Moon Rocks Returning to Space
The moon is going to the International Space Station – a small part of it, anyway.
George Zamka and five other astronauts are taking the lunar souvenir and a rock from Earth's highest peak on Mount Everest aboard space shuttle Endeavour as part of the commemorative payload for the STS-130 mission.
Astronauts Neil Armstrong and Buzz Aldrin collected the moon rock during the historic Apollo 11 landing in 1969. The sample is made up of fragments of one of the rocks picked up during that first moon exploration.
Former astronaut Scott Parazynski picked up the Mount Everest rock while scaling the Himalayan peak. He also carried the moon sample with him during the climb.
"These rocks have already done more than a human being could do in a lifetime," Zamka said when Parazynski turned the rocks over to him for their trip back into space. "They're about to get a mileage upgrade."
A plaque with the samples will be mounted inside another Endeavour payload, the Tranquility module. Tranquility has its own lunar lineage, since it has been named for Apollo 11's landing site, the moon's Sea of Tranquility.
Together, the geological treasures represent the goals and payoffs of exploration. They will be attached to the wall inside the cupola Zamka's crew is taking up to the station during STS-130.
"They're going to be a reminder of what human beings can do and what our challenges are," Zamka said.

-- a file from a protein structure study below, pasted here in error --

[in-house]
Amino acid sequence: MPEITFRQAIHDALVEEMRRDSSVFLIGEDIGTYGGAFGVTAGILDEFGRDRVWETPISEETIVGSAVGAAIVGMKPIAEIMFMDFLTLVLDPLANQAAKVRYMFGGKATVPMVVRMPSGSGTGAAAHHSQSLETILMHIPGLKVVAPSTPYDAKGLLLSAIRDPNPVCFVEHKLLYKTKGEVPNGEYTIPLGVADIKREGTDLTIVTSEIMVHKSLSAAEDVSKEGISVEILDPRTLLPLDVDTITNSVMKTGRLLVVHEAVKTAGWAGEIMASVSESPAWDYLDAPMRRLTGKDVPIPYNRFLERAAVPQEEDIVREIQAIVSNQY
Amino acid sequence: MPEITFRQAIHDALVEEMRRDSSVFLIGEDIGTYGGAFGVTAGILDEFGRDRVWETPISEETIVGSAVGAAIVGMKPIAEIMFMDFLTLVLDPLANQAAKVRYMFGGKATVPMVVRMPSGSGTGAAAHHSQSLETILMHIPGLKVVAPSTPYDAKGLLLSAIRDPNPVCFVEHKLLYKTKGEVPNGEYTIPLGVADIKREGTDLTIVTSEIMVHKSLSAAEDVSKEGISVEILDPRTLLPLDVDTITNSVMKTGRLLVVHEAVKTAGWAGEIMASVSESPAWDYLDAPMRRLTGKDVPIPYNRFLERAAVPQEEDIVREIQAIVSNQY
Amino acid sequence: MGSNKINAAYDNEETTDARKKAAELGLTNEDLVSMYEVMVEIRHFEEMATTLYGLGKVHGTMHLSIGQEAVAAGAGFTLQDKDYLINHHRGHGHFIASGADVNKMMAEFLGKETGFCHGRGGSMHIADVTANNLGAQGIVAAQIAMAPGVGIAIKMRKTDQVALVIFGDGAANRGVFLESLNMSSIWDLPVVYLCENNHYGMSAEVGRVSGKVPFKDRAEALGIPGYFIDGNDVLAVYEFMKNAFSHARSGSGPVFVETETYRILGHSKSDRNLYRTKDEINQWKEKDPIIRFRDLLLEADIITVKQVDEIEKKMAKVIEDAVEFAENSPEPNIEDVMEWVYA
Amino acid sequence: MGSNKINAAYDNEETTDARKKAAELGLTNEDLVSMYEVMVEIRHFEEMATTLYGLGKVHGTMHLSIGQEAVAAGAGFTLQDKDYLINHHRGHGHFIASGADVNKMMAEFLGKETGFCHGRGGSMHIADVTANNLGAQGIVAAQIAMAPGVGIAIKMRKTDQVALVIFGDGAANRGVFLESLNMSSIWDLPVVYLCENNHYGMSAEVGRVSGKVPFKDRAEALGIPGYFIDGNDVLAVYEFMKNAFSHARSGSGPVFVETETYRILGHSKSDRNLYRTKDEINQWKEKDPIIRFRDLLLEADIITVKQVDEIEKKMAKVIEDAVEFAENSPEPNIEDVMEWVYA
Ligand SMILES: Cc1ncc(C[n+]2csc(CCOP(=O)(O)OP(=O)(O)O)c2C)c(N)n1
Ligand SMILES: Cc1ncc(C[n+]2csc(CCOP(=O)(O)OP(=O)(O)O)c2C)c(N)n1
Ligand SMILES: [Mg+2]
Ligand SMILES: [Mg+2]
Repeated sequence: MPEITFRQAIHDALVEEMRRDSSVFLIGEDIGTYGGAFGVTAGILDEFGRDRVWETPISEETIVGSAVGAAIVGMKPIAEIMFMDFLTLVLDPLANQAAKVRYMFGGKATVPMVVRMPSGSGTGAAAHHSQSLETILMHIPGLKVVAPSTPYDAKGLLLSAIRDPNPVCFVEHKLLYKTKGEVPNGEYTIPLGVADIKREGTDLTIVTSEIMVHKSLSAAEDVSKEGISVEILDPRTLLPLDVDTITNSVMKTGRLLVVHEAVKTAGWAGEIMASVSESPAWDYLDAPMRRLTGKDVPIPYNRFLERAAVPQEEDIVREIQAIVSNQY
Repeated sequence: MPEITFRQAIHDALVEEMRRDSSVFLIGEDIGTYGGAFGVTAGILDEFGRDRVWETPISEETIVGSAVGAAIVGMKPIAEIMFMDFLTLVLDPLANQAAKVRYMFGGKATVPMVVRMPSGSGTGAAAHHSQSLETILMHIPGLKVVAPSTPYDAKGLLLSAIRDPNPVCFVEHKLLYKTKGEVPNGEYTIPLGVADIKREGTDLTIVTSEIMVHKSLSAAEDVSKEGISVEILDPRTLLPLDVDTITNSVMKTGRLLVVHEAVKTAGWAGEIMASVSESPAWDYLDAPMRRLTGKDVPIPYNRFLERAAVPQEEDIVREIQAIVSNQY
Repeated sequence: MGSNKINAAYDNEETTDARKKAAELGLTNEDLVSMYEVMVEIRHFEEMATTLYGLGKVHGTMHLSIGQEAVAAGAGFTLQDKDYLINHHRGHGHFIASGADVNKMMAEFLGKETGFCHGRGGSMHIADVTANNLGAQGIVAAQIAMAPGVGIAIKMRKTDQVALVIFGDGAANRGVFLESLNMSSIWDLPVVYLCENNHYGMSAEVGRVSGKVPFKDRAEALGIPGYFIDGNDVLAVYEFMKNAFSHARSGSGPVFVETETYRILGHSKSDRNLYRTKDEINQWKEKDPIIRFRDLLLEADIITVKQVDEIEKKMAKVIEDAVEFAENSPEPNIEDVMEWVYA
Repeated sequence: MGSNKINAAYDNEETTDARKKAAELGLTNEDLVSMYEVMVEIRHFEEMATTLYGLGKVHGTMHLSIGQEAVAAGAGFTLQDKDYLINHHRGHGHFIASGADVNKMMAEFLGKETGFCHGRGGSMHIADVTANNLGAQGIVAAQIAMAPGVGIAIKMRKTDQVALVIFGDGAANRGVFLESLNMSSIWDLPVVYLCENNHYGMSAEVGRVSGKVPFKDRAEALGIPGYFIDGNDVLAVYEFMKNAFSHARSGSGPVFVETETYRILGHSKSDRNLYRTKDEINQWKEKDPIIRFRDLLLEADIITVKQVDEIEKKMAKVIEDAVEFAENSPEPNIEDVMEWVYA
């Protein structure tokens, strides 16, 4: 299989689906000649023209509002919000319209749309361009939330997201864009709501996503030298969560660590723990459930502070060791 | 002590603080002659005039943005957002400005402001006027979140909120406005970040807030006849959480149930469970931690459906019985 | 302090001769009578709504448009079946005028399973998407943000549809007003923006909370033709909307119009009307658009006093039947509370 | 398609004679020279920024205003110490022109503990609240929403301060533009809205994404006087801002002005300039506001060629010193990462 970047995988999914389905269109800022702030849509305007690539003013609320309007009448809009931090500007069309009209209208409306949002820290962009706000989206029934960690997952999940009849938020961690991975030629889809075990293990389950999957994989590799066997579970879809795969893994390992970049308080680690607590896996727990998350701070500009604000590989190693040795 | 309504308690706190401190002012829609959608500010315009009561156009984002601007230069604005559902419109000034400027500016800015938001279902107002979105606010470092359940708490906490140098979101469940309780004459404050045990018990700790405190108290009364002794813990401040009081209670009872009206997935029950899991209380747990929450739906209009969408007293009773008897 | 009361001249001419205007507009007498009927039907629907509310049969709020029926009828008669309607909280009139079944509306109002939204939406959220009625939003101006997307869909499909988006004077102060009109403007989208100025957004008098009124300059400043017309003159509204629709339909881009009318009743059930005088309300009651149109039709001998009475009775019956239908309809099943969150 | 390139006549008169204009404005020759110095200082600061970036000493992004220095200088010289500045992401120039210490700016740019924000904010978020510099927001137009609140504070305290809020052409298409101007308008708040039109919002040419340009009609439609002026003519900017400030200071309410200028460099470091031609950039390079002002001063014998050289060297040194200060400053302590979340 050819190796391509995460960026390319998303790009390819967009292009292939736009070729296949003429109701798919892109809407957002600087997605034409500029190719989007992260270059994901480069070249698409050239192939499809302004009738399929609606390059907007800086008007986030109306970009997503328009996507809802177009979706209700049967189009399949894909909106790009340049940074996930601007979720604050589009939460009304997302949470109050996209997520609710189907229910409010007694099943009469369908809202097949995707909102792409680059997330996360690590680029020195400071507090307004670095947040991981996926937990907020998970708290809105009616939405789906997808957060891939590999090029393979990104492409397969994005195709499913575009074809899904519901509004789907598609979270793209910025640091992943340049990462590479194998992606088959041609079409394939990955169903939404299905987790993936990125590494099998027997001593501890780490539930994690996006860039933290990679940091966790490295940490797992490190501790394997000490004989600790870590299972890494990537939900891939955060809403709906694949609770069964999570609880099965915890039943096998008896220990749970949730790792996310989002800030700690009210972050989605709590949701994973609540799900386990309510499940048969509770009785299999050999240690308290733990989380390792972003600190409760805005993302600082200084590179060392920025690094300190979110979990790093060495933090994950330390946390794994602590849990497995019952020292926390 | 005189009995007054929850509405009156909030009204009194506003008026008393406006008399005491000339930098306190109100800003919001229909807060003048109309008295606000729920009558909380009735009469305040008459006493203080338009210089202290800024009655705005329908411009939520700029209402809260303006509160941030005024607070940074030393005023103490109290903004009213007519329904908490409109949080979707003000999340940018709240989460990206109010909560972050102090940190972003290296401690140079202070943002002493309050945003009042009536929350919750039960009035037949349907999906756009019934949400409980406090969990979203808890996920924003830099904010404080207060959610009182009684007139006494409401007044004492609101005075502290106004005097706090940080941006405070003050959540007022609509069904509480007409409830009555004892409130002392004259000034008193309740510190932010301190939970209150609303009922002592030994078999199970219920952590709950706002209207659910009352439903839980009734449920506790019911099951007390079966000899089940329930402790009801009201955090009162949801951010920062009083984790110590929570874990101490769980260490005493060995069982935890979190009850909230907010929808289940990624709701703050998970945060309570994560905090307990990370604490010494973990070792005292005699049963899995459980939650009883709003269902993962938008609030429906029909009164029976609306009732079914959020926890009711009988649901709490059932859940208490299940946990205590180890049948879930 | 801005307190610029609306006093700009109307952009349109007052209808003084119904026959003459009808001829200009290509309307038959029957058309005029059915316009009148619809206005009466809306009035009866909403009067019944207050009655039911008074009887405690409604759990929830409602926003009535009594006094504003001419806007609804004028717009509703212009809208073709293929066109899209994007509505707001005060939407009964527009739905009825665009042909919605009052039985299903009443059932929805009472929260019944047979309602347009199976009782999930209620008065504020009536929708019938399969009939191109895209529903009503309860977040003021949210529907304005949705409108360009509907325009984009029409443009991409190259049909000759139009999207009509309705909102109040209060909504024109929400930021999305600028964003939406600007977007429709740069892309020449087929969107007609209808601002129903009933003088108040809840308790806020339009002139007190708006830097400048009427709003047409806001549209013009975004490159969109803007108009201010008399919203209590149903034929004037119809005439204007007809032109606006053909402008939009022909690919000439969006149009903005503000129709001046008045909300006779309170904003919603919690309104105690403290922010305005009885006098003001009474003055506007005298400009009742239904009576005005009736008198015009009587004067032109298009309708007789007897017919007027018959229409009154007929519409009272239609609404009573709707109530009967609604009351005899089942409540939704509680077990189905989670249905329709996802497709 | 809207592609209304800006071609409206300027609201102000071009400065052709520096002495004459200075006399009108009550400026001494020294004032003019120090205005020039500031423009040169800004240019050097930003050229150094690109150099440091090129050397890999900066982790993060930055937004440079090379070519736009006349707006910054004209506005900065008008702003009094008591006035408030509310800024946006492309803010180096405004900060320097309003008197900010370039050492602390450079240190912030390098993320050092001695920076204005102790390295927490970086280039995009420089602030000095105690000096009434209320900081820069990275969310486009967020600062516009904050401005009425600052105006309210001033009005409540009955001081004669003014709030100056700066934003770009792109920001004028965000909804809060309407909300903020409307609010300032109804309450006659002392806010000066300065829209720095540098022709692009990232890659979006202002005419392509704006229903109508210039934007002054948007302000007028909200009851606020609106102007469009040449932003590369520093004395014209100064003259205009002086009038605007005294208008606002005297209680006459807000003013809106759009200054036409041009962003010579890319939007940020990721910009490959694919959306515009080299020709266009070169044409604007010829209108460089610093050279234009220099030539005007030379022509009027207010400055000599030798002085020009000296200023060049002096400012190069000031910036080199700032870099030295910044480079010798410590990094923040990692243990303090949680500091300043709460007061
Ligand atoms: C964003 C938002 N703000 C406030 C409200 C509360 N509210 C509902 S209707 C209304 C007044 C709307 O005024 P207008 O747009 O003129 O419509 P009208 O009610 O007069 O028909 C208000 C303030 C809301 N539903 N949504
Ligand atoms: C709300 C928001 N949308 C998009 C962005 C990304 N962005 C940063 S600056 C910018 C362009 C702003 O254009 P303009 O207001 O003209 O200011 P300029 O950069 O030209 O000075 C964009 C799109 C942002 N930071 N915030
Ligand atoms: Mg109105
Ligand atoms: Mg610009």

Just as the moon rocks are set to inspire those flying on the International Space Station, a number of other commemoratives are expected to stir the imaginations and determinations of those on Earth.
The souvenirs going up include jerseys from the Air Force baseball team and Florida Marlins, along with a T-shirt representing the American Cancer Society. A small stuffed ram will make the trip representing the Awty International School in Houston.
The crew members are also taking slide rules from Towell Inc. in Concord, Calif., and the University of Memphis in Tennessee. The astronauts also manifested a small knife representing the Laborers Training Unit in St. Louis.
Although the moon rocks will stay aboard the space station, the other items slated to return aboard Endeavour will be showcased in displays intended to inspire those who come in contact with them.
NASA's John F. Kennedy Space Center